“Haven’t you heard?” she said. It’s the talk of the street. Where has my gossip radar gone? I’m always on top of things. But this time, everyone seemed to know except me. “It was bought on line by some crazy foreigner who never even came to look at it!” 

I related this tale to a pievese friend whose daughter works for a big estate agent, one that deals to a large degree with in-coming wealthy foreigners. The numbers of north Americans buying in this area has sky-rocketed, it seems. The technology for waltzing prospective buyers around possible purchases has been refined (another one of those Covid advances?) to the point where there’s little difference between viewing from your Canadian living room and visiting the place in person. Or so the argument goes…

I have to say that before I made such a major investment I’d want to experience the place first hand. But that’s just me.

As it becomes easier for Americans travel to EU countries, Italy included, the momentum is slowly building. Even my little Pieve Suites will host a couple of house-hunting Californians in November. 

Two years of hankering for Europe from across the Atlantic is obviously having a salutory effect on the Italian real estate market, with bel paese-loving hordes seeking to stake a claim here, just in case things go pear-shaped again. 

We’ve had a bit of rain – not enough to compensate for our summer of drought – and some cold drear days and there really is no way I can go on trying to kid myself that summer is still here. There’s no rhyme or reason to autumn colours in this neck of the woods. In town, the golden foliage of horse chestnuts and lime trees is falling already. Up by our gates the mulberry trees – usually the first to turn startling yellow and detach themselves – are mostly still green and clinging on.

It’s a confusing time of a confusing year. One day early last week I started – rather reluctantly and under familial pressure, granted – to give a blast of heating in the house morning and evening. The temperature in the bedroom had, after all, hit 15°C. Today, with the overkill heating firmly off again, and after days of tepid temps and drizzle, it’s nearer 20° in there, quite inexplicably. I don’t understand how that happened.

There are days of needle-sharp sunlight where the wind knocks you off your feet, and days of grey soul-sapping drizzle where it’s so muggily warm that any rain gear turns into a perambulating sauna. Then again – perhaps that’s just what our autumns are like these days: more capricious than spring.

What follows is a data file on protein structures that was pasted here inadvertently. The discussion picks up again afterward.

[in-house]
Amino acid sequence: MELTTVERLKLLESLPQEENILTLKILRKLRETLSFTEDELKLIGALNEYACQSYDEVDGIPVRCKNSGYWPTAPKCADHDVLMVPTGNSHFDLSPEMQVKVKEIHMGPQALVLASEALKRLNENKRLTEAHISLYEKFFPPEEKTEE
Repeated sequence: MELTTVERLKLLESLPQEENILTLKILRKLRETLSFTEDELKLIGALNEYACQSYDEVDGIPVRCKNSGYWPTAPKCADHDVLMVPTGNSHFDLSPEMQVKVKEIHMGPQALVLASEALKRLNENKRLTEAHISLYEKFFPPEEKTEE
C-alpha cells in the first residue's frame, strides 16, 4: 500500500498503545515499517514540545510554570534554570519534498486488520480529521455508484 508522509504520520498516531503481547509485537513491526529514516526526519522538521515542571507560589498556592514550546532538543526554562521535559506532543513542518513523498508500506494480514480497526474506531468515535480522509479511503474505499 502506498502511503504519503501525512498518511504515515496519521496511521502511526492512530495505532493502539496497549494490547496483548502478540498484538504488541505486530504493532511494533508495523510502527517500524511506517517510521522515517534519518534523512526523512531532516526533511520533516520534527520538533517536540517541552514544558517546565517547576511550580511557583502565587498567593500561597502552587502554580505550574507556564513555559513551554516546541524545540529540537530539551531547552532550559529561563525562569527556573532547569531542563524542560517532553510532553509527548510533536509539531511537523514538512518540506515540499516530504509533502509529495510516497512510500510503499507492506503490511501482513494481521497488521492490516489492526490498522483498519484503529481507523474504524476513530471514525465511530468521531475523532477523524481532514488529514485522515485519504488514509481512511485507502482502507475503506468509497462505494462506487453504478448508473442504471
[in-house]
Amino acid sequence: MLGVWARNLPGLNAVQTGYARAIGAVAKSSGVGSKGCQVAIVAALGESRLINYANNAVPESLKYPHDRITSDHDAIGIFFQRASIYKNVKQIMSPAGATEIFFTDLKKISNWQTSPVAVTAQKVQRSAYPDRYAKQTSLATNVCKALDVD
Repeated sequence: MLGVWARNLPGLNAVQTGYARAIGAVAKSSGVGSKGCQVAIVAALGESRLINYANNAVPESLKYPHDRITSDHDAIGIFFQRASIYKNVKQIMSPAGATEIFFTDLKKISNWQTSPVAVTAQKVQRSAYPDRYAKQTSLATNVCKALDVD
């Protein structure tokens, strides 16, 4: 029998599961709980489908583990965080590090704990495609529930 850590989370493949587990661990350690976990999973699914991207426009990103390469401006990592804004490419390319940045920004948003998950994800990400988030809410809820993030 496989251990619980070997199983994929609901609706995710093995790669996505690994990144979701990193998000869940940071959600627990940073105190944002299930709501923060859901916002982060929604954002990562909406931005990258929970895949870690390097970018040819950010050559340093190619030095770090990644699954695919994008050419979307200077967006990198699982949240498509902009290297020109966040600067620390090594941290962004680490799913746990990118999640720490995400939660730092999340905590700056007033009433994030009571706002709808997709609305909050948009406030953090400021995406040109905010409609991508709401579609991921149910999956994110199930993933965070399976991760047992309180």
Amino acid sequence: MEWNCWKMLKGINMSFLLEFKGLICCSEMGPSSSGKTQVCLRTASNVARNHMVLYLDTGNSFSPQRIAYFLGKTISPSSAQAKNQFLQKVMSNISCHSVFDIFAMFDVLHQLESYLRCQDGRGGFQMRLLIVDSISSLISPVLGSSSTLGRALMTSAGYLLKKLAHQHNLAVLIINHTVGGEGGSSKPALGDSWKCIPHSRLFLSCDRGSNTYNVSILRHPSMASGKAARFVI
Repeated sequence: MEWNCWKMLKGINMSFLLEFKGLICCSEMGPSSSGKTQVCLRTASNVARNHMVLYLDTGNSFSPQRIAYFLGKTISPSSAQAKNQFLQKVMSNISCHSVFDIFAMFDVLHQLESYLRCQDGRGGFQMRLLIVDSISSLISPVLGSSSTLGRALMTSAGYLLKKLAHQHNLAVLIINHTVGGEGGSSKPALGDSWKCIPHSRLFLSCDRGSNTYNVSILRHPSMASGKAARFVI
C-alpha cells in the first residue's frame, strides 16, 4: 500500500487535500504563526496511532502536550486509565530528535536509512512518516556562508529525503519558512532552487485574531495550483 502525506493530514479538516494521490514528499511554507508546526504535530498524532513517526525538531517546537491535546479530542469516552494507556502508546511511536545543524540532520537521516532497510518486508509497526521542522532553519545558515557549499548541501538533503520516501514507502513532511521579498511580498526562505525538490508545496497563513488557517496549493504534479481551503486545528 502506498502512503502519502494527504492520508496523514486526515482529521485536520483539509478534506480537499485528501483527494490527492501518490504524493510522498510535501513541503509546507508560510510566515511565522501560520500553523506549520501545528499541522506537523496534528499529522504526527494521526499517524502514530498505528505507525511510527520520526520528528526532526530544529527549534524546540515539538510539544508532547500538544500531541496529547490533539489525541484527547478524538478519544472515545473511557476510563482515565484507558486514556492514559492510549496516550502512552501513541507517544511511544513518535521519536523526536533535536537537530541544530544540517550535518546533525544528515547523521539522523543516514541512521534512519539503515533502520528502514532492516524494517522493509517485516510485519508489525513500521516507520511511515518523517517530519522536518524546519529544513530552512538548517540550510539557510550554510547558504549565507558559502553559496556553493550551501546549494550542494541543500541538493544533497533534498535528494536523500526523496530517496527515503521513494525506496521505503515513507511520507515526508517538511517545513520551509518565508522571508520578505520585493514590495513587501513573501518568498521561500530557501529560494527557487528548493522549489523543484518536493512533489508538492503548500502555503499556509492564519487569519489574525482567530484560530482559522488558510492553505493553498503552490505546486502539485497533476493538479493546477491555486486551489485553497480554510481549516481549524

Down at my laundry in Chiusi Scalo, Pino who keeps my Pieve Suites sheets and towels clean asked me slightly hesitantly the other evening “does this laundry perfume your suites?” A moment’s hesitation (I didn’t want to hurt his feelings) and I answered “yes – perhaps even too much.”

Is it just an Italian thing, this idea that traditional precedents have to be followed, even in the most banal sectors, and if you step out of line then you’re really very odd? Or is being fanatical stick-in-the-muds a global thing? In Italy, clean washing is highly perfumed. That’s it. There is no alternative. You can’t just go into any supermarket and find unperfumed washing liquid. Washing is perfumed – basta. (I have the same problem with unperfumed deodorant: every now and then some company brings one out but it collects dust on shelves for a few months, bought only by me, then is discontinued.)

But… in for a penny, in for a pound, I thought. 

Look, I told Pino, I might be odd (to which, funnily enough, he replied with a very serious “yes”) but I have real problems with artificial, industrial perfumes: some make me quite nauseous. I really don’t understand why things need to smell to prove that they’re clean.

“People are saying that to me more and more,” he admitted. “I’d never really thought of it before.”

So great, I said, let’s experiment. We agreed that the really smelly stuff isn’t going into the washing machine next time. My towels may be a fraction less soft, I’ve been warned. It’s a small price to pay. It’s interesting to see, though, that a change and a concept which until incredibly recently would not even be up for discussion with someone who was so heavily invested in maintaining the smelly washing status quo is now something to be debated – even experimented around. Next thing you know, I’ll be able to persuade him to stop swathing my clean laundry in copious single-use plastic wrapping, and actually get him to use the dedicated carrier bags which I’ve tried time and again, unsuccessfully, to foist on him.

Change will, I’m sure, come… piano piano.